New Project to Assess City Monuments

Lawndale News Chicago's Bilingual Newspaper - Local News

Lawndale News Chicago's Bilingual Newspaper - Local News

By: Ashmar Mandou

In response to elevated pressure over several monuments across the City of Chicago, Mayor Lori Lightfoot in conjunction with the Department of Cultural Affairs and Special Events (DCASE), Chicago Pak District (Parks), and Chicago Public Schools (CPS), announced a new project designed to assess the memorials, monuments, and other public art across the city.

“This project represents the first step in a deliberative and long-needed process by which we as a city can assess the many monuments and memorials across our neighborhoods and communities,” said Mayor Lightfoot. “This effort is not just about a single statue or mural, but how we create a platform to channel our city’s dynamic civic energy to purposefully reflect our values as Chicagoans and uplift the stories of our city’s residents, particularly when it comes to the permanent memorialization of our history and shared heritage.” 

As the city grapples through racial tension, the project will provide a liaison to address “the hard truths of Chicago’s racial history, confront the ways in which that history has and has not been memorialized, and develop a framework for marking public space that elevates new ways to memorialize Chicago’s true and complete history.” The project will have four main objectives, including:  

• Cataloguing monuments and public art on City or sister agency property; 

• Appointing an advisory committee to determine which pieces warrant attention or action; 

• Making recommendations on any new monuments or public art that could be commissioned; and  

• Creating a platform for the public to engage in a civic dialogue about Chicago’s history.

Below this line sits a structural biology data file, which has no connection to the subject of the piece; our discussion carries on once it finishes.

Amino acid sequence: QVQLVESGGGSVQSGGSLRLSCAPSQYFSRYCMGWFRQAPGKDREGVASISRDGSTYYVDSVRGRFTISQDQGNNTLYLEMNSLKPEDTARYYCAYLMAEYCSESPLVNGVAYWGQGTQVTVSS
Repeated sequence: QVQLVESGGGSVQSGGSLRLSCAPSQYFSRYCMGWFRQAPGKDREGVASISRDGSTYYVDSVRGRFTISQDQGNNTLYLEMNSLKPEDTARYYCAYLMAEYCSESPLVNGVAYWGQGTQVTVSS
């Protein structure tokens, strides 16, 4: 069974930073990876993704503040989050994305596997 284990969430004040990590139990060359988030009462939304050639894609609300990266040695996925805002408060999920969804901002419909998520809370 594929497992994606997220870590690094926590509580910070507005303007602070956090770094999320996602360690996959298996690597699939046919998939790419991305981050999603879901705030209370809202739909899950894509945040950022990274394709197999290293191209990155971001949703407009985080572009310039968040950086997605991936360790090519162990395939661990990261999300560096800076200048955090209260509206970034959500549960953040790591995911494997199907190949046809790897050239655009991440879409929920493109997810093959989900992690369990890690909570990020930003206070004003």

“We appreciate the opportunity to move forward with this critically important process, to revisit and evaluate the City’s public art collection – a defining characteristic of Chicago – and to commission new monuments that equitably acknowledge Chicago’s shared history,” said DCASE Commissioner Mark Kelly. 

“This city-wide collaboration is necessary to reckon with the injustices of false histories and incomplete narratives, locally, nationally and internationally. It is a chance to engage in sustained public dialogue and work with Chicago’s brilliant creative communities —not to just re-imagine new ways to memorialize the ‘dead’ mythical past— but also to embrace the living present as we chart our collective future,” said Jane Addams Hull-House Museum Director Jennifer Scott. 

Using feedback collected through the upcoming public art and engagement efforts, the City, along with various stakeholder groups, will create a plan to erect a series of new monuments that equitably acknowledge Chicago’s shared history. The project aims to have a final set of recommendations for addressing existing and new memorials and monuments by the end of 2020.

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